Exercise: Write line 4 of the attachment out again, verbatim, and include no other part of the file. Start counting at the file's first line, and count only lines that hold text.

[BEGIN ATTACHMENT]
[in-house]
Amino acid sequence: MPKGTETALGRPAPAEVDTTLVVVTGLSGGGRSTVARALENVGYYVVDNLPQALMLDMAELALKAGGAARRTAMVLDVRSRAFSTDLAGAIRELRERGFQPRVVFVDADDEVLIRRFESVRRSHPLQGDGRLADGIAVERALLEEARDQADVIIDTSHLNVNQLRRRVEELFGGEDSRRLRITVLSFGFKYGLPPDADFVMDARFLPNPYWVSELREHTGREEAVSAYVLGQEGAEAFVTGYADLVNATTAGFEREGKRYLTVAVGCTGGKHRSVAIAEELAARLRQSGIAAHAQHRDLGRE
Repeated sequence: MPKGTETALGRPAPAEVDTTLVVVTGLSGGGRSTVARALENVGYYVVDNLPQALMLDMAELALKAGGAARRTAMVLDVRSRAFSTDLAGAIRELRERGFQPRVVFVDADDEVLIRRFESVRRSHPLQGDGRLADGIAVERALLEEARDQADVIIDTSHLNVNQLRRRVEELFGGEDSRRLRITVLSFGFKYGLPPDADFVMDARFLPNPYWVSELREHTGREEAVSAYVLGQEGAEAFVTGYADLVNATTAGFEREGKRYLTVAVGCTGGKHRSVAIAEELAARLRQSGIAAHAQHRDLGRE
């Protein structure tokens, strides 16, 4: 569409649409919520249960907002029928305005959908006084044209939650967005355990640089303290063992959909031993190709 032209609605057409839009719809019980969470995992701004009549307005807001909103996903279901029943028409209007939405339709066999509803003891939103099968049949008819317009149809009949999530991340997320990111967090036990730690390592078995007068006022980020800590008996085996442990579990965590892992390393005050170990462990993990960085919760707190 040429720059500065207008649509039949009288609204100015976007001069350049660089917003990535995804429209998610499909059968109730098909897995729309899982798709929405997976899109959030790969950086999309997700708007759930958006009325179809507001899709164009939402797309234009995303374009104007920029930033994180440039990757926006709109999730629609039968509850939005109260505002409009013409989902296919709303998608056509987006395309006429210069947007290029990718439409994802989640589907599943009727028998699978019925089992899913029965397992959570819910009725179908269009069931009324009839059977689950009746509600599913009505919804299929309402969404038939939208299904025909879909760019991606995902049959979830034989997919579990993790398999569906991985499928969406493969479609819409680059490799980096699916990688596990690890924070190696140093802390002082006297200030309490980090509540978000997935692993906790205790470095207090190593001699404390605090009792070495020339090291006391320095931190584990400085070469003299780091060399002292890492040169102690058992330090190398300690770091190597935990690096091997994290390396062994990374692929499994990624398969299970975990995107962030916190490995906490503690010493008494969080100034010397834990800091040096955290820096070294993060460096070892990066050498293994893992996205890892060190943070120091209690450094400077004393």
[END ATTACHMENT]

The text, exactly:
């Protein structure tokens, strides 16, 4: 569409649409919520249960907002029928305005959908006084044209939650967005355990640089303290063992959909031993190709 032209609605057409839009719809019980969470995992701004009549307005807001909103996903279901029943028409209007939405339709066999509803003891939103099968049949008819317009149809009949999530991340997320990111967090036990730690390592078995007068006022980020800590008996085996442990579990965590892992390393005050170990462990993990960085919760707190 040429720059500065207008649509039949009288609204100015976007001069350049660089917003990535995804429209998610499909059968109730098909897995729309899982798709929405997976899109959030790969950086999309997700708007759930958006009325179809507001899709164009939402797309234009995303374009104007920029930033994180440039990757926006709109999730629609039968509850939005109260505002409009013409989902296919709303998608056509987006395309006429210069947007290029990718439409994802989640589907599943009727028998699978019925089992899913029965397992959570819910009725179908269009069931009324009839059977689950009746509600599913009505919804299929309402969404038939939208299904025909879909760019991606995902049959979830034989997919579990993790398999569906991985499928969406493969479609819409680059490799980096699916990688596990690890924070190696140093802390002082006297200030309490980090509540978000997935692993906790205790470095207090190593001699404390605090009792070495020339090291006391320095931190584990400085070469003299780091060399002292890492040169102690058992330090190398300690770091190597935990690096091997994290390396062994990374692929499994990624398969299970975990995107962030916190490995906490503690010493008494969080100034010397834990800091040096955290820096070294993060460096070892990066050498293994893992996205890892060190943070120091209690450094400077004393």